Keywords:turbulent mixing, modified Shelf Water, Cape Darnley Bottom Water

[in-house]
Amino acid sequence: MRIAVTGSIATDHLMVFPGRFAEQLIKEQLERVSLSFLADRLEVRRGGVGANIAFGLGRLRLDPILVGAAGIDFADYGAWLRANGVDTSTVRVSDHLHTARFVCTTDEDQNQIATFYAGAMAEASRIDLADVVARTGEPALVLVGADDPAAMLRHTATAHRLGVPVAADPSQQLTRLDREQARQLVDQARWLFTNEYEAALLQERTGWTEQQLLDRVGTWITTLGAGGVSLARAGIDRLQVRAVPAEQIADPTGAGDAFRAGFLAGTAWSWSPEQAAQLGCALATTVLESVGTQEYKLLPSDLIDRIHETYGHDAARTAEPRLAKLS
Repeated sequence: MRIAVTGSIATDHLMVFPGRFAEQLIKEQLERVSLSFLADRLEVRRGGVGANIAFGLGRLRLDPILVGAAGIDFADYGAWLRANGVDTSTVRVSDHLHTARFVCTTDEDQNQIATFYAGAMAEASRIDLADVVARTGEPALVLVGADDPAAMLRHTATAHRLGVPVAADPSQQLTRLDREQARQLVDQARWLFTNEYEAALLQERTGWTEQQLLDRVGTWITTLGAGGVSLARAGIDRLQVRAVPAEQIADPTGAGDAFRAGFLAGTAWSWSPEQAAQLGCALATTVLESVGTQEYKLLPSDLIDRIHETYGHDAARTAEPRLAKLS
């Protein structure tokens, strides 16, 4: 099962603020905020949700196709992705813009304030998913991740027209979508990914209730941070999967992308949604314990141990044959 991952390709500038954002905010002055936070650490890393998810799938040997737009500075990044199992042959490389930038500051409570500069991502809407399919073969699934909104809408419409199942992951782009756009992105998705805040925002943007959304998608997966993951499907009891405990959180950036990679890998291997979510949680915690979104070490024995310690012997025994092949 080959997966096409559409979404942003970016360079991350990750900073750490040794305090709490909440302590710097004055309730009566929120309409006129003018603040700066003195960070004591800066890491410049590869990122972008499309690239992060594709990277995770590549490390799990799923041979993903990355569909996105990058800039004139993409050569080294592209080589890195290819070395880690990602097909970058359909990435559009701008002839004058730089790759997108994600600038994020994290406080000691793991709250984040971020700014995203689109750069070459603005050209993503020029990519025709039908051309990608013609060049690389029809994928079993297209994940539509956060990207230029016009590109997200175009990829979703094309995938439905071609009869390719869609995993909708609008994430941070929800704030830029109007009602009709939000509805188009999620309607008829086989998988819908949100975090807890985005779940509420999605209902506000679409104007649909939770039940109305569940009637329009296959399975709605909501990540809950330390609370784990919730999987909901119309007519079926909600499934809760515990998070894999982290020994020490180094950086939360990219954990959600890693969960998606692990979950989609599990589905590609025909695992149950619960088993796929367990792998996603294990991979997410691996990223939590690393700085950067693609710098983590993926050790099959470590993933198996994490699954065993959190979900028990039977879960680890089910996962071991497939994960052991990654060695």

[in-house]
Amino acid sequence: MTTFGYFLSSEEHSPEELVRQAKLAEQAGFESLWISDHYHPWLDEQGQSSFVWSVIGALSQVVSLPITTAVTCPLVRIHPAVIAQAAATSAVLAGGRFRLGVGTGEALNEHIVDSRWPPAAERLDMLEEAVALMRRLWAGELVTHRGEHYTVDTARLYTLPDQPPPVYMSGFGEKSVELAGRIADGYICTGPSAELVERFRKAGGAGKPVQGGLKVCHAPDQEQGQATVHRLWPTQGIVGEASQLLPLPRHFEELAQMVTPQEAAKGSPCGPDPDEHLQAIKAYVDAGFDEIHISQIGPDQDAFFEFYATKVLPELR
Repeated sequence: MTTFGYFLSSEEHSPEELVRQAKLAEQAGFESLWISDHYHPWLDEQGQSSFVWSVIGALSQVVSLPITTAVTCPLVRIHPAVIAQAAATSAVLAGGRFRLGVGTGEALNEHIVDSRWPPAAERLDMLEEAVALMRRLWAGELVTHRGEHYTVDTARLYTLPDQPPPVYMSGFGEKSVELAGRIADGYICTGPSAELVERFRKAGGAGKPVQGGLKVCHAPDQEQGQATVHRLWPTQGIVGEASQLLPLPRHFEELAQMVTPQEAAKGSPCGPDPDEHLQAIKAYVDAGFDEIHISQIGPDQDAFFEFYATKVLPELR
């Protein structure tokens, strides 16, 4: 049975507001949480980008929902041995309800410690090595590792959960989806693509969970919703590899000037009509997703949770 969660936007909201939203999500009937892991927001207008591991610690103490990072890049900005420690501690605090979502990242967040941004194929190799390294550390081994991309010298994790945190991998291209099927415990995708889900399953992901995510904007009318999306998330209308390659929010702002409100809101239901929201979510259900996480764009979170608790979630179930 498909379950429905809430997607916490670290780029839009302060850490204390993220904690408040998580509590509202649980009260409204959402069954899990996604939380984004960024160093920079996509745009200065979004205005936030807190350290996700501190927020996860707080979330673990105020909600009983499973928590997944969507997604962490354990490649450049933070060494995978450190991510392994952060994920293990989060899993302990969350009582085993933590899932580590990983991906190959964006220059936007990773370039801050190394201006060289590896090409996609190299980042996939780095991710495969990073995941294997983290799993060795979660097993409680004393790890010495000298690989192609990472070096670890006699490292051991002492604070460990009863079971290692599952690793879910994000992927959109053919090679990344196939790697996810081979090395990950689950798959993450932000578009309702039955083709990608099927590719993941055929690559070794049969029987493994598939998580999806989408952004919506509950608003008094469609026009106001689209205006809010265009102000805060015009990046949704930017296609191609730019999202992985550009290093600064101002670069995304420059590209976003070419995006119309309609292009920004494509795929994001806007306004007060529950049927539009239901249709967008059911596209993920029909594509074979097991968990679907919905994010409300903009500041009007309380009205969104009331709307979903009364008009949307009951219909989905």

The mixing process associated with modified Shelf Water (mSW) overflows that eventually mix to form Cape Darnley Bottom Water (CDBW) was investigated by hydrographic and microstructure observations off the Cape Darnley Polynya (CDP), East Antarctica, in January 2009. Closely spaced microstructure observations revealed that mSW properties varied considerably within a distance of ~4 km across the shelf edge. Near the bottom, the rate of turbulent kinetic energy dissipation was enhanced to values greater than 10–7 W kg–1, and the vertical scale of the bottom boundary layer (BBL) was on the order of 10 m. The observed BBL around the shelf edge was characterized by strong vertical mixing with turbulent eddy diffusivities of ~O(10–3–10–2) m2 s–1. A geostrophically balanced density current, which resulted from the presence of mSW over the continental shelf, is considered the primary energy source for the turbulent mixing in the BBL. This turbulent mixing transforms the overflowing mSW through mixing with ambient water masses, specifically with the overlying modified Circumpolar Deep Water. The BBL is also thought to partly contribute to the gradual descent of mSW down the continental slope through bottom Ekman transport. We conclude that turbulent mixing, primarily caused by a density current, plays an important role in CDBW formation, by modifying the mSW overflowing from the CDP.